Let’s Sail To Alaska!

We learned a lot about ourselves, our boat and the weather on this first sailing adventure

Article by Drew & Suzanne McDaniel

Photography by Drew & Suzanne McDaniel

Originally published in Boise Lifestyle

There never seems to be a good time to take a long hiatus from your business or work and go sailing, but we thought this summer would be as good a time as any. So, after spending two years getting our sailing catamaran ready with new electronics, all new running rigging, hardware, sails and a few structural repairs, we put our plan into motion. We rented a U-Haul, loaded it with a few weeks of provisions, our Chihuahua (Lasi), our cat (Pancakes), and our 2 miniature Malaysian Serama Chickens (Pancho and Biscuit) and drove 12 hours from Boise to Port Townsend. We re-launched our boat, “Hulakai,” on our 34th wedding anniversary, cast off the dock lines on May 30th and pointed our bow toward Alaska.

The trip from Port Townsend, Washington to Ketchikan, Alaska is approximately 750 miles. Our first stop was on Whidbey Island at a small town called Langley. This was the first anchorage of what would become many over the next few weeks. Our next stop was LaConner, WA where we had lived 28 years prior. It was our first time back. It's still a quaint, pretty little town. On our third night, we stopped at a small, remote anchorage on the east side of Lummi Island in beautiful Inati Bay. We enjoyed the sounds of a small waterfall as we cooked dinner and went to bed early. 

Excited to discover the next stop, but reluctant to leave such a beautiful place, we motored our way to Bedwell Harbour on Pender Island, BC. Here we made entry into Canada at the customs office located at the dock. We made our way to Lyall Harbour on Saturna Island where we anchored for the night and dined on fish and chips at a local pub.

We were feeling confident with our navigation skills, but so far we had only motored and had yet to raise a sail. We stopped at a marine park near Vancouver Island and hunkered down for a night of high winds and more rain. Will it ever warm up? Will we get a chance to sail? The next day would be our first opportunity, while crossing the open expanse of the Georgia Strait.

After re-fueling ($8.18 per gallon!) we headed into the Georgia Strait, bound for Hardy Island. With 12 knots behind us, we were finally able to sail. We raised our gold spinnaker and spent the next several hours making our way. It was nice using just the quiet power of the wind to get to our destination. Hardy Island was beautiful! We enjoyed watching the bald eagles playing above us, while a lone sea lion circled our boat. We went to sleep even more confident in our boating abilities, but we were about to learn that mother nature is unforgiving. The next day, our adventure was about to change.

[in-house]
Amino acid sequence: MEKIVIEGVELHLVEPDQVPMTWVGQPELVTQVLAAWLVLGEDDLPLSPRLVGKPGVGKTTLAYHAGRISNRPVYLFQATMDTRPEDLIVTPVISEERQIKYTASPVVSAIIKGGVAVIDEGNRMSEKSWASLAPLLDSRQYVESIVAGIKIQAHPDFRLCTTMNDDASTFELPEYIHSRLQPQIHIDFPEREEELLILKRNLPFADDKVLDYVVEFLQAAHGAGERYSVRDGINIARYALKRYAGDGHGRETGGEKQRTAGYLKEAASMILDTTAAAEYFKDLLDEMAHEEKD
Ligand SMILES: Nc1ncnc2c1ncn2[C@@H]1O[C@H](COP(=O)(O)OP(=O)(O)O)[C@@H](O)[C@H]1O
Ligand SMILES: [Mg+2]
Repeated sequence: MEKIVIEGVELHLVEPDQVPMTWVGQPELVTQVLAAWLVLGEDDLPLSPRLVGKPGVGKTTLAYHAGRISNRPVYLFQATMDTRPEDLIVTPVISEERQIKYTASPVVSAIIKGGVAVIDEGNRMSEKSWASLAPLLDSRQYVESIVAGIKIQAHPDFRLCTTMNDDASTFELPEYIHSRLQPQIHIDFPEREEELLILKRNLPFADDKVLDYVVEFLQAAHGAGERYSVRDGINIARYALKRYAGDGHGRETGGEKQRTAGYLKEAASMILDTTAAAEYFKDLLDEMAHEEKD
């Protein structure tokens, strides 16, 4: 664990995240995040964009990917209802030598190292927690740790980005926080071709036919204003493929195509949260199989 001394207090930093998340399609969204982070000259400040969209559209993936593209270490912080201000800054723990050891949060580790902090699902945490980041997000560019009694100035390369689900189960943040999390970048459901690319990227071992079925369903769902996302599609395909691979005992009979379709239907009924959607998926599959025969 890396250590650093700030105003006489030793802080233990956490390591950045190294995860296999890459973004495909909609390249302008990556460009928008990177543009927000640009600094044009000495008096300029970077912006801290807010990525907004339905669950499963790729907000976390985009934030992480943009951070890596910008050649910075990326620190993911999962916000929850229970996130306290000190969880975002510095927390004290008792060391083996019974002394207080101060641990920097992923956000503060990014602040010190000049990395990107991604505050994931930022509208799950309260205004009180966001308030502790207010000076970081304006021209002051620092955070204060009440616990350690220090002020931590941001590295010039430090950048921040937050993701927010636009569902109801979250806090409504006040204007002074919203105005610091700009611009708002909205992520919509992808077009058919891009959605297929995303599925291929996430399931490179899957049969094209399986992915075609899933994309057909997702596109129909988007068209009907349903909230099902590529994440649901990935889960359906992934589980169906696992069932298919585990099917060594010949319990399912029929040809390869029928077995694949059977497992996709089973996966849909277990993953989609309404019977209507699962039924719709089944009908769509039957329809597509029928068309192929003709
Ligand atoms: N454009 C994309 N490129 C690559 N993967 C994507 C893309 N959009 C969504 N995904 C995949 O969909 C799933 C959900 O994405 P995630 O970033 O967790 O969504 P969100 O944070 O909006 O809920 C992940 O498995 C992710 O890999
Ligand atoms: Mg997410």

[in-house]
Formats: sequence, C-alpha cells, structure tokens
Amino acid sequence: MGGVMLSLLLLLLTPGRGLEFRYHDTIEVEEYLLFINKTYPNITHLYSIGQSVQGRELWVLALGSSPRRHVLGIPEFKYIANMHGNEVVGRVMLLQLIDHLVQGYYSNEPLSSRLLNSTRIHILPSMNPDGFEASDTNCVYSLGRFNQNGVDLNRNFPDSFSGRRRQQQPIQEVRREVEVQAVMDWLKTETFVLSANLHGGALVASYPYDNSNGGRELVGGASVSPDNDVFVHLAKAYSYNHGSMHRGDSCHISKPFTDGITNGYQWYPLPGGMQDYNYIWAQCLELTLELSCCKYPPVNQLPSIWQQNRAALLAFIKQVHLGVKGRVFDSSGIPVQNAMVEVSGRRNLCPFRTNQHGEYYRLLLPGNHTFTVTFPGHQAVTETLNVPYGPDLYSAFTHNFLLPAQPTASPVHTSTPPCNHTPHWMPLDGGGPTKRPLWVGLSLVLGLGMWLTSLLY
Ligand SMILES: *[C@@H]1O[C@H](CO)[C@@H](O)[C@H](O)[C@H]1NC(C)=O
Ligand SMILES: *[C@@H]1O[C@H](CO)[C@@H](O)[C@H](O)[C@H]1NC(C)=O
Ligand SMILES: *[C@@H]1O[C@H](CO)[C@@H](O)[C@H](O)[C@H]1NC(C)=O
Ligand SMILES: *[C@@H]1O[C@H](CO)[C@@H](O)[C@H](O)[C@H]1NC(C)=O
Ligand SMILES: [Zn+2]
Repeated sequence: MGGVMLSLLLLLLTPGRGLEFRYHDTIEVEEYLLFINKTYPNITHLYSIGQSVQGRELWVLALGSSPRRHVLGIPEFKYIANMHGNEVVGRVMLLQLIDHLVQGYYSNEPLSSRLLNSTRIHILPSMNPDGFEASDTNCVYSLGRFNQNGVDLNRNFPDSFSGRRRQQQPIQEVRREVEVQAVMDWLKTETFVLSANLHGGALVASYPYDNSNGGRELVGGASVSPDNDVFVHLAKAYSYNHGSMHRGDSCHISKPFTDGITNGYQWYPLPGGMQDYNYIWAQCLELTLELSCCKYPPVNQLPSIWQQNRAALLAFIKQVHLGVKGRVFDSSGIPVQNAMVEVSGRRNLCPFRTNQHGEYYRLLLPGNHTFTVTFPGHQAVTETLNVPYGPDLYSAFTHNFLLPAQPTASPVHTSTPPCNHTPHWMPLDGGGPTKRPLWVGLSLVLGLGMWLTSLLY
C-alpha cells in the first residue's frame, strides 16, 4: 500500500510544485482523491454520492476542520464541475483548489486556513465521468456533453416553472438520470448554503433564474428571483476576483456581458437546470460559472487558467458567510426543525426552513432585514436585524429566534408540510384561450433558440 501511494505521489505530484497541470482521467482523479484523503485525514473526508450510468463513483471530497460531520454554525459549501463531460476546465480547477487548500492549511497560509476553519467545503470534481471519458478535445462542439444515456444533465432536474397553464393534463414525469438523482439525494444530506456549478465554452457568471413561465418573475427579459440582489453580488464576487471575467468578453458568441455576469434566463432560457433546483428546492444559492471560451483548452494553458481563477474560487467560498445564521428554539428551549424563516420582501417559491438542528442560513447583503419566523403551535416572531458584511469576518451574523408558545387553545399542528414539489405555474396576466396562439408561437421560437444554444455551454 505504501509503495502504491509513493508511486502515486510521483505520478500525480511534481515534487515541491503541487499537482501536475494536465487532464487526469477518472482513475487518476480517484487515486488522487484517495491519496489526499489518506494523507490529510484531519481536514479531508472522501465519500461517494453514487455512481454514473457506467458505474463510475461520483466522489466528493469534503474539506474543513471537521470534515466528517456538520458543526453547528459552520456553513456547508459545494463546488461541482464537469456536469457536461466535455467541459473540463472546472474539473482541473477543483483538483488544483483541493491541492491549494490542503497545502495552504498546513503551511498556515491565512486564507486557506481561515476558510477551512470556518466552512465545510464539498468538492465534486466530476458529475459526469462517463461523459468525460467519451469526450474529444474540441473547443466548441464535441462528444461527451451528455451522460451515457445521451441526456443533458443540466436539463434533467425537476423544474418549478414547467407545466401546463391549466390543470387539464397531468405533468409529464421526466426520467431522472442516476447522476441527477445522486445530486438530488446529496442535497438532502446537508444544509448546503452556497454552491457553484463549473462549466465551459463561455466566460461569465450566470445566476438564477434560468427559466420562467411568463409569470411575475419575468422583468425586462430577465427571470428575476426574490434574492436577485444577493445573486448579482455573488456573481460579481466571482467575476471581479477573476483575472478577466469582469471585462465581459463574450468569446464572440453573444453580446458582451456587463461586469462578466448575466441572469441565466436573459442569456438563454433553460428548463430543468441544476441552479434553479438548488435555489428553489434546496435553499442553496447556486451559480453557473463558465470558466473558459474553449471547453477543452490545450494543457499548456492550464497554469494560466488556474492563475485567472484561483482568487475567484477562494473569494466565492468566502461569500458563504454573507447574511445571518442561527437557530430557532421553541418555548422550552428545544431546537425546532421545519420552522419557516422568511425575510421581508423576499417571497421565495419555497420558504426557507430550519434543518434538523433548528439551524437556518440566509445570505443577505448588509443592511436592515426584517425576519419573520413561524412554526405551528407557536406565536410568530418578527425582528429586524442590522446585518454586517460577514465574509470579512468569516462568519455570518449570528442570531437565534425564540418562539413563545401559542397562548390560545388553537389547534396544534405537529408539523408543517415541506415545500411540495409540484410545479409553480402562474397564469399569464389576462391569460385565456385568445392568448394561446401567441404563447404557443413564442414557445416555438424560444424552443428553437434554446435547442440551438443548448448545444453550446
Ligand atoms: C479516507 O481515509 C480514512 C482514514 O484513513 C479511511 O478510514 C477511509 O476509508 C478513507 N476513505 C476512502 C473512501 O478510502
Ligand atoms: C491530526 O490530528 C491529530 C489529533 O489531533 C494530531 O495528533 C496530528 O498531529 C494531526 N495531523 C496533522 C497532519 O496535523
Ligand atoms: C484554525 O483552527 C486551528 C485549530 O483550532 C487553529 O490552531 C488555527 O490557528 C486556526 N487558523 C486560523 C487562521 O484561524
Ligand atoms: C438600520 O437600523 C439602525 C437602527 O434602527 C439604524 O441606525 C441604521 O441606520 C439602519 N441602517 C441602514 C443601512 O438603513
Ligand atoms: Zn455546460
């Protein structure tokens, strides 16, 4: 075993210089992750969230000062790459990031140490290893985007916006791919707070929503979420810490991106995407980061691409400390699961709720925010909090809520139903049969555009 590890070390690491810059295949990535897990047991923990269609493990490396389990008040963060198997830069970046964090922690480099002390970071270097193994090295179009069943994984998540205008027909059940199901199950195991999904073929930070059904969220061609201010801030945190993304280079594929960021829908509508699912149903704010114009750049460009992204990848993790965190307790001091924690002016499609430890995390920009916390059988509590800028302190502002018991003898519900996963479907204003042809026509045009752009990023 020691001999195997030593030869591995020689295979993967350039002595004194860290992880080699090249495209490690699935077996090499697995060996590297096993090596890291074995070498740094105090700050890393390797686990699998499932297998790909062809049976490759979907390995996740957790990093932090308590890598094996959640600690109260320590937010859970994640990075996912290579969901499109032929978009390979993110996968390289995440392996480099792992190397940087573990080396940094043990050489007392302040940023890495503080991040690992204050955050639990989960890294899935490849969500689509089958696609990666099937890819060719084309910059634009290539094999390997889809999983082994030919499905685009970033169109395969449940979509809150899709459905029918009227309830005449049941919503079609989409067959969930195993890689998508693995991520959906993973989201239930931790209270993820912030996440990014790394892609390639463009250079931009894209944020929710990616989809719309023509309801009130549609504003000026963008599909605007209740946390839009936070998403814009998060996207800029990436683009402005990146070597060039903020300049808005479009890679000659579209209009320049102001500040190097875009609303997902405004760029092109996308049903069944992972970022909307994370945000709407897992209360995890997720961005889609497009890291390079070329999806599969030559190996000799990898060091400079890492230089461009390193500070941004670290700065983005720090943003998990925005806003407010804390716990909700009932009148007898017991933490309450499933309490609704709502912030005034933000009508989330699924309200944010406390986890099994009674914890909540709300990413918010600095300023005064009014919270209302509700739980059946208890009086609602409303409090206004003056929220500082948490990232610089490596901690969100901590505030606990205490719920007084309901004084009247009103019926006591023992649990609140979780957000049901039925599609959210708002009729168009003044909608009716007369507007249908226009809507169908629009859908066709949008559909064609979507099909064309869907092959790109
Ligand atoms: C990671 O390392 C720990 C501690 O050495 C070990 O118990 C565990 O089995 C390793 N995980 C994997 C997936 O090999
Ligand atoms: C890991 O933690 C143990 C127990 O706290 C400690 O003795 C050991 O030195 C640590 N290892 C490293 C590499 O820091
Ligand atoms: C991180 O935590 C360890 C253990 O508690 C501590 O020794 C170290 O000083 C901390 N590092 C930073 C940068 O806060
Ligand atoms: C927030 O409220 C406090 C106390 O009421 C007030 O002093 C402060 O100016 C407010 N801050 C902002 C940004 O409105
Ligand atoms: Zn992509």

We raised anchor at 8:30 a.m. and headed out into the Malaspina Strait. We wanted to repeat our calm sail of the day before, so after motoring for a bit, we raised the spinnaker. Soon the wind started to increase and we could see a squall brewing on the horizon. We clipped on to the safety line and tried to take down the sail, but strong winds jammed the lines in their rigging. We quickly turned to prevent a capsize, but we still needed the sail to come down fast. As we ran to the back of the boat to cut the lines, the headstay pulled out of the mast and fell off to the side of the boat. Mother nature had shown her strength.

We started the engine and put the boat into an idle reverse to slow our progress to the rocks, now less than a mile away. Once the sail was on board and stuffed away, we sent out a mayday over the radio. The Canadian Coast Guard in Powell River, BC (5 nautical miles east of our location) immediately responded and were at the side of our boat within 15 minutes. 

We were very grateful for the quick, professional response of the Canadian Coast Guard, if you’re going to have boat trouble, have it near Powell River! The Coast Guard guys there are the best! Thank you, Ryan and Ian! We were grateful there were no injuries. We were stunned at how fast the weather changed and we knew our plans now had to change as well. We needed to get back to Port Townsend to rebuild our mast, work on our rigging and get things put back together. So, with the help of just about everyone at the dock in Powell River, we lifted the mast on to the cabin roof of our boat and headed out the next morning.

We learned a lot about ourselves, our boat and the weather on this first sailing adventure. Although we were dismasted just one week after we departed, we spent two leisurely weeks getting back to Port Townsend. We were able to visit places like Smugglers Cove (a great, secluded anchorage in BC), Steveston (a quaint seaside village just south of Vancouver), and Friday Harbor (one of the most popular places in all of the San Juan Islands). We won’t forget any of this experience and look forward to going further next time, as soon as possible. 

Side Note:

We woke up to the cock-a-doodle-doo of Pancho every morning between 5:30 and 6:00. We drank a bunch of coffee and then we would wake up Lasi, get her dressed for a dinghy ride and take her to shore every morning and then again every evening. The cat would come out at night and run round the boat exploring, jump on us in our bed and then go stare at the chickens in their coop. The chickens would spend a good part of the day wandering around our salon / galley area.  Biscuit, the hen, laid an egg almost every day.  And, like clockwork, they would roost on top of their pen at 8:00 every evening.   

Editor's note: Thank you to Drew and Suzanne of Impact Imports for sharing their sailing adventure. If you have a story to share with us, write to Editorial@BoiseCityLifestyle.com

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